Frugal Fun With “Not A Box” – And Other Fun Objects

When people think about kids, they’ll usually think about toys and other such fun “stuff”. But kids, especially small kids, love playing with things you might not expect. Have you ever heard a parent complaining that they got their kid a brand new toy for Christmas, only to have them be more interested in playing with the box than the toy? Or perhaps it’s something you’ve seen yourself. Perhaps you’ve seen someone shaking their head as they tell you this, sighing about how silly kids are to enjoy the box more than the toy itself.

Well, no need to sigh and shake your head-use it to your advantage!

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Meet: Not A Box

Not A Box

One of my older kids favorite library books when they were little was a simple one called “Not A Box“. We took it out from the library over a dozen times, and each time the kids would beg to read it again and again. A few years ago we finally picked it up on Amazon as a Christmas gift, and although they had slightly outgrown it by then (they’re now 13 and 9), they still love the book and were excited to finally own it.

The premise of the book is simple – the main character (a rabbit) has a “not a box”. Because it’s a box, but it’s not a box. It’s a fire truck, a rocket ship, or something else that the rabbit is imagining. It’s a book I highly recommend to people with kids, to get them using their imagination and thinking creatively about the box.

You can apply the “Not a Box” principle to any object. This is “not a stick”, it’s a magic wand. It’s “Not a Pretzel Container”, it’s stackable blocks. Let’s not forget about “not a paper towel roll” – tape a few together, and it’s a sword!

This is “not a bunch of pretzel containers” stacked on top of “not a bunch of cardboard blocks from a tag sale” in the playroom where the toddler has just tornadoed through. In the background you’ll notice various “not a pretzel container” being used to hold small toys on the shelf.

The box my little guy is in above was decorated by his middle older brother, who was excited to make a “not a box” for his baby brother. Although of course the little guy has no idea what a “not a box” is, my middle son does. He remembers well how much he loved that book, and still plays with a large cardboard box we have in the living room despite being nine years old. It’s a refrigerator box given to us by my parents (yes, we give large interesting boxes away in my family), and it’s big enough to stand up in. Sometimes things will be put on top of the box. Other times it becomes a fort, a racecar, or a place to play video games. We have had other large boxes over the years that eventually get destroyed. No problem – there are always other boxes to be found.

Don’t Kids Need Real Toys?

Now I did write last week about how this isn’t necessarily a money saving strategy. After all, I’m not really saving money by making a paper towel tube sword if I wasn’t going to go out and buy a plastic sword.

Also, some parents may mistakenly believe kids “need” real toys. Oh, and new toys. Because used toys are somehow “icky” or not as much fun.

Parents, I can tell you right now that you are categorically wrong.

Mrs. Frugalwoods wrote about this a few months ago, talking about the myth of gross used things, and it really resonated with me. After all, I’ve been a mom now for over 13 years, to three different kids. We have many, many years of birthdays and Christmases under our belts. My kids have gotten piles of toys from both sides of the family over the years, and I’ve seen first hand just how long the new toys last vs. the old toys.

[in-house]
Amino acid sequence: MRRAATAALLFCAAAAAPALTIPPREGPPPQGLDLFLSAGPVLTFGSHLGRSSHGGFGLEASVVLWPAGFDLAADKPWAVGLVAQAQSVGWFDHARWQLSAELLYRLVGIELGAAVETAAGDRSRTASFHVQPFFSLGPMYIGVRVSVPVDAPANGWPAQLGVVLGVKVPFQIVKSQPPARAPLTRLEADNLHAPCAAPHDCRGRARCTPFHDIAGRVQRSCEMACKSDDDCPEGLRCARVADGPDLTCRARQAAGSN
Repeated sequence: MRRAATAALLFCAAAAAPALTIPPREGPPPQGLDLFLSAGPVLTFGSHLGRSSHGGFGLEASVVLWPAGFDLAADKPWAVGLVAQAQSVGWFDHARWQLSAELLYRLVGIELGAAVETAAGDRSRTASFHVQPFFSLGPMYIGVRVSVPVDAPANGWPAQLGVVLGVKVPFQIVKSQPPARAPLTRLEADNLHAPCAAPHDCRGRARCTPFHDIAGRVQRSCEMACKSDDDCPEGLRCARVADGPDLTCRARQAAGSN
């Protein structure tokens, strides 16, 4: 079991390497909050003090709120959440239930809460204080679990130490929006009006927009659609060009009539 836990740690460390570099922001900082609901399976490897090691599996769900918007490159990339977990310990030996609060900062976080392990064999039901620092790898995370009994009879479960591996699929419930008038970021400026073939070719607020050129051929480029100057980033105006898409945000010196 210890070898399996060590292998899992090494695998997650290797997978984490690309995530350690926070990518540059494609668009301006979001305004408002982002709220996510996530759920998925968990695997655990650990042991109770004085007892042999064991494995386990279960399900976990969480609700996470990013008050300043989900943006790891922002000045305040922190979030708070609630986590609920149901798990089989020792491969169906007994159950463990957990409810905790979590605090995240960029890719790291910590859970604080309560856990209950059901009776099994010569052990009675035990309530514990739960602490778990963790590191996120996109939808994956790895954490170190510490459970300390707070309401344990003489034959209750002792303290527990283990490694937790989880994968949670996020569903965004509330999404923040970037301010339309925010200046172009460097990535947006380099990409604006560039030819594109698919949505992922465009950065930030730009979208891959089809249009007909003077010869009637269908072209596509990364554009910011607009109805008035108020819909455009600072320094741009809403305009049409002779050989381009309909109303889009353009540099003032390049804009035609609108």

It’s the same amount of time. Believe it or not, kids will normally outgrow or tire of the things well before they wear out. I have come to regret many of the new toy or clothes purchases I’ve made for my kids over the years.

Also, how long do they play with stackable pretzel containers, fluff containers, peanut butter jars, and the like? Just as long as they play with expensive new stackable blocks. “New toys” hold small kids interest for a very short period of time. Better to have the “new toy” of the day be something you can recycle later, rather than something you picked up at the store because your kids were whining for it.

Putting these juice containers in a line is just as much fun as playing with an expensive new toy.

I actually get sad when I go to my favorite kids consignment shop, seeing all the clothes not worn and toys not played with. All the toys look brand new, and there’s an entire wall completely stuffed and overflowing with them. How can I think about buying some new plastic something or other, when there are so many near new toys in perfect condition, in need of a home?  The same is true with clothes. Would I rather get a new cheap outfit from Target that the little guy will outgrow in a few months, or a beautiful, never worn sweater from Janie and Jack for the same price that he’ll outgrow in a few months?

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I mean, look at this amazingly awesome pair of pajamas. Five dollars at my favorite kids consignment shop!

Teachable Moments

For me, this is both a frugality thing and a non-wasteful thing. I want to teach my kids that it’s part of their responsibility to take care of their money, but also to take care of the earth. Buying used – whether it’s toys, clothes, furniture, or video games – both saves money and keeps one object out of the landfills. Then when they’ve outgrown or tired of the object, since it was bought used it can be sold for about the same as it was purchased for.

I also use shopping used and using things around the house for fun as a lesson for my kids. When we’re at the consignment shop or the video game store, I’ll point how just how many used things they can pick up for the price of one new thing (wow, you can get three of those toys for the price of one new one!). My kids have learned that we should always check used book stores, thrift stores, eBay, and consignment shops for things we need or things they want to buy with their allowance. Only after checking those sources will we consider buying new.